A drawing room design that shows how if your start with the right wallpaper, everything else can fall into place

A distinctive wallpaper was the foundation for this drawing room of a London townhouse. Arabella Youens explains how Rosanna Bossom put together this design.

‘My clients are a young couple who love to entertain, so they wanted this room to have an impact,’ explains Rosanna Bossom.

‘As a starting point, they recommended Royal Pavilion Chinoiserie by Allyson McDermott (, a specialist in handmade wallpapers.’ The designer explains: ‘When lots of energy comes from the walls, everything else can be quite simple and plain.’

The chairs, sofa, fender and ottoman were designed in house with colors picked out from the wallpaper: the red on the cushions matches that of the flowers, the green on the sofa that of the stems.

Meanwhile, the fabric on the top of the ottoman is a velvet called Marly by Colony ( ‘I love the colors and the texture of this design and try and use a bit of it in all my projects.’

Elsewhere in the scheme, the strongest nod to pattern is the toffee-and-white checkerboard printed linen on the armchair, a new design by Susie Atkinson, which lends a distinctive look to the room (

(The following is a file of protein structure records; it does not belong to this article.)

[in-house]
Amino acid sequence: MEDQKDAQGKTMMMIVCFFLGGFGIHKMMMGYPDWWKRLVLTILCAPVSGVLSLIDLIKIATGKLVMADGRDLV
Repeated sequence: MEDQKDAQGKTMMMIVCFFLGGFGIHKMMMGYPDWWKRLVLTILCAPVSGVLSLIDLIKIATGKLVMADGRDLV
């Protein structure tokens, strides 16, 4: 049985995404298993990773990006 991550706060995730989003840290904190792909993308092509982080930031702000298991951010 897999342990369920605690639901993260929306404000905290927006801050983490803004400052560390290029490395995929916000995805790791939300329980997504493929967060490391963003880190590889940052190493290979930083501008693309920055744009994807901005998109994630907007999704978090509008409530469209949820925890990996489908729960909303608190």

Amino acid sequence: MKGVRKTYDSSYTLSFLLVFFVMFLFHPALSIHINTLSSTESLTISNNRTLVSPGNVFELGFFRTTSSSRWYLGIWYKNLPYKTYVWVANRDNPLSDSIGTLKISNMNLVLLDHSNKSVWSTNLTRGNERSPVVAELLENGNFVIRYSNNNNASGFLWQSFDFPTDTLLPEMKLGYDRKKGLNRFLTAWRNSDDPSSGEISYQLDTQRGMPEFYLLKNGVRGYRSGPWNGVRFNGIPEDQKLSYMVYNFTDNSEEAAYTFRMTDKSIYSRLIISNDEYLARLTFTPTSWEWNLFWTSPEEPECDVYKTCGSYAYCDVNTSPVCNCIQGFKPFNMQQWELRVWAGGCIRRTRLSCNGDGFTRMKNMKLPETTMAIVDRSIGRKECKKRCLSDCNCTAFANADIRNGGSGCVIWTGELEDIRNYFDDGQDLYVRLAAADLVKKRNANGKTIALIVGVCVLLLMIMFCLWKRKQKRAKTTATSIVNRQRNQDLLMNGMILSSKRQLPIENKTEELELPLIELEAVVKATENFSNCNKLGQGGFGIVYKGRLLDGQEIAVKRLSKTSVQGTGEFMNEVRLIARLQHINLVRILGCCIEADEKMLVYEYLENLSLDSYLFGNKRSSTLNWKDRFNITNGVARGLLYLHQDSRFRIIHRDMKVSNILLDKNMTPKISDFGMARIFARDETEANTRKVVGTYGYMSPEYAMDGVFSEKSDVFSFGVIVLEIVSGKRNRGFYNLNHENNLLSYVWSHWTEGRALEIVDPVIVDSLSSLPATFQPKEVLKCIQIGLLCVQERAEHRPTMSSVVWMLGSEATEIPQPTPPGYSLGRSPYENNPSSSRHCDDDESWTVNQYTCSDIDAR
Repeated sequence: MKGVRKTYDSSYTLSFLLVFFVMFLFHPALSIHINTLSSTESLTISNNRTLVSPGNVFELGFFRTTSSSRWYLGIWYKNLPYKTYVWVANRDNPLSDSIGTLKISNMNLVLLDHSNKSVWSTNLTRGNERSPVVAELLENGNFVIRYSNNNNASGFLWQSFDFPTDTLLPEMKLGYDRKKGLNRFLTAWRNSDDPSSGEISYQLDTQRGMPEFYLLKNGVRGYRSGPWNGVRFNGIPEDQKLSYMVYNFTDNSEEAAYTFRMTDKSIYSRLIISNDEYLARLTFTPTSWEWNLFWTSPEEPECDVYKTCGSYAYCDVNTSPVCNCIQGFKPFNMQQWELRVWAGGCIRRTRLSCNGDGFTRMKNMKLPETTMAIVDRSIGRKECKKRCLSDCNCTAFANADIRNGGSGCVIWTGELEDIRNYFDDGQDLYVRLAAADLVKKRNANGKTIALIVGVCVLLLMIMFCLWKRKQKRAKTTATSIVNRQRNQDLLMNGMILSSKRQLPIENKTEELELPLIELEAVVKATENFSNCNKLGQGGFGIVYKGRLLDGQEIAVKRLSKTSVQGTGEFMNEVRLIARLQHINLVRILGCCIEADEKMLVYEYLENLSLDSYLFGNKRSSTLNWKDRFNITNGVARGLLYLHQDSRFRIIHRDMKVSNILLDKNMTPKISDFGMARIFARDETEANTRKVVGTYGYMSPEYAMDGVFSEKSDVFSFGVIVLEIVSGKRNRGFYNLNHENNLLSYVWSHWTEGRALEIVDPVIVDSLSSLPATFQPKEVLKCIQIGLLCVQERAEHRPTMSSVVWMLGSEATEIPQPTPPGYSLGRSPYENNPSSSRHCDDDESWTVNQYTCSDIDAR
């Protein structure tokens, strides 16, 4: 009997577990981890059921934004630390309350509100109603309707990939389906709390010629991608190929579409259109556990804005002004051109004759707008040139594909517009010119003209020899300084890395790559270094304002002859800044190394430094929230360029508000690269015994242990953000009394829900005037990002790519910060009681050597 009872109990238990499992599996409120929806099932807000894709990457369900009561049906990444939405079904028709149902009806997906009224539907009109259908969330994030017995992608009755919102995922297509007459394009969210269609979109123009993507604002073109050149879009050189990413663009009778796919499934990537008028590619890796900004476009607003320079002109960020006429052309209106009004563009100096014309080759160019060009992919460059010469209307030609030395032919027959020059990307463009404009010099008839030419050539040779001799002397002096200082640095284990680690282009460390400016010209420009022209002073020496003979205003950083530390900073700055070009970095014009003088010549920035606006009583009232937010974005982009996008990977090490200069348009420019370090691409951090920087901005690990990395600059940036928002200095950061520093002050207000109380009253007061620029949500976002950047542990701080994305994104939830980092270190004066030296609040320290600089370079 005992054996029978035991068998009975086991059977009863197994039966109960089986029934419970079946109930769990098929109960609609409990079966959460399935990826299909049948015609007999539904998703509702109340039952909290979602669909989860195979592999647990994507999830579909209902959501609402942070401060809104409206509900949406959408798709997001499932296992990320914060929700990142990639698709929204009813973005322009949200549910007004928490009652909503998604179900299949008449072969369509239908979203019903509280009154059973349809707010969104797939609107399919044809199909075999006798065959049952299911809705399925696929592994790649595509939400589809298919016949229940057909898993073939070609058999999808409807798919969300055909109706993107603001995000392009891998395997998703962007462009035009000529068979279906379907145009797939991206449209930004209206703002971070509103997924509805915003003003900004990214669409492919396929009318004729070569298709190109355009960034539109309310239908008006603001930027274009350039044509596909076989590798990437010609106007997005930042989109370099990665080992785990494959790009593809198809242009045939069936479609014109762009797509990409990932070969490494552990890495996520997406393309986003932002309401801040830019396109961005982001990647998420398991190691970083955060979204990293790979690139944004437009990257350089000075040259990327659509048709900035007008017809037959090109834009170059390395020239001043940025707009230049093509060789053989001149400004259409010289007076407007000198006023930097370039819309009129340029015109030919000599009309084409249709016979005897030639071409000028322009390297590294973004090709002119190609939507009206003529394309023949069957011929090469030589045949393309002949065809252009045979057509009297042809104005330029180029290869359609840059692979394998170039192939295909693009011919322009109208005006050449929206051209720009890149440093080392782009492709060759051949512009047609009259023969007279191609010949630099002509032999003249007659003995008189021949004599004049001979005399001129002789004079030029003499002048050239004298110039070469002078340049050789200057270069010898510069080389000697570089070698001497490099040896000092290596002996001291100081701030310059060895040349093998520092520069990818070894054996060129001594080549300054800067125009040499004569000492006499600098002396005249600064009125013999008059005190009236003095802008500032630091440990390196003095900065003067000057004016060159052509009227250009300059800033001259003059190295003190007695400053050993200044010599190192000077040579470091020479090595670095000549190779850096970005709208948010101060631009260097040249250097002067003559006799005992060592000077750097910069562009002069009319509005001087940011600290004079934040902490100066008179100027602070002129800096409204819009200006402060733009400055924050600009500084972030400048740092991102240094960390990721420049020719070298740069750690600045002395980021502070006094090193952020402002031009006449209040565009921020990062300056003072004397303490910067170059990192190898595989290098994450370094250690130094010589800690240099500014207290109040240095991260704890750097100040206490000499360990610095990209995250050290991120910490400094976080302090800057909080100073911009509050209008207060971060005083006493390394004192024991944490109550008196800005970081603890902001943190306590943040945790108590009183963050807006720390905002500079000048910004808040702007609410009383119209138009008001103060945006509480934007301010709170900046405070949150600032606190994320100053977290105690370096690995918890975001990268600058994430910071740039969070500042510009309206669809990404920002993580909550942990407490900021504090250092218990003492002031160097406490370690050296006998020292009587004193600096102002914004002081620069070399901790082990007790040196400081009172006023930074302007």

Two slipper chairs in the bay can be pushed apart, creating more flexible seating options. The fact that they have skirts was deliberate — ‘too many legs on show can make a room feel ungrounded,’ explains Miss Bossom.

The side tables were the clients’ own, with the exception of the painted bobbin design in the far right corner, which is by Alfred Newall ( ‘I avoid using too much brown furniture in my schemes: it can make a room look too heavy. I like to steer clear of symmetry of any sort to avoid looking staged and fussy.’

Overhead is the Colombier chandelier by Vaughan ( and the floors are original to the house, overlaid with an Indian jute rug by Tate & Darby (

See more of Rosanna Bossom’s work at

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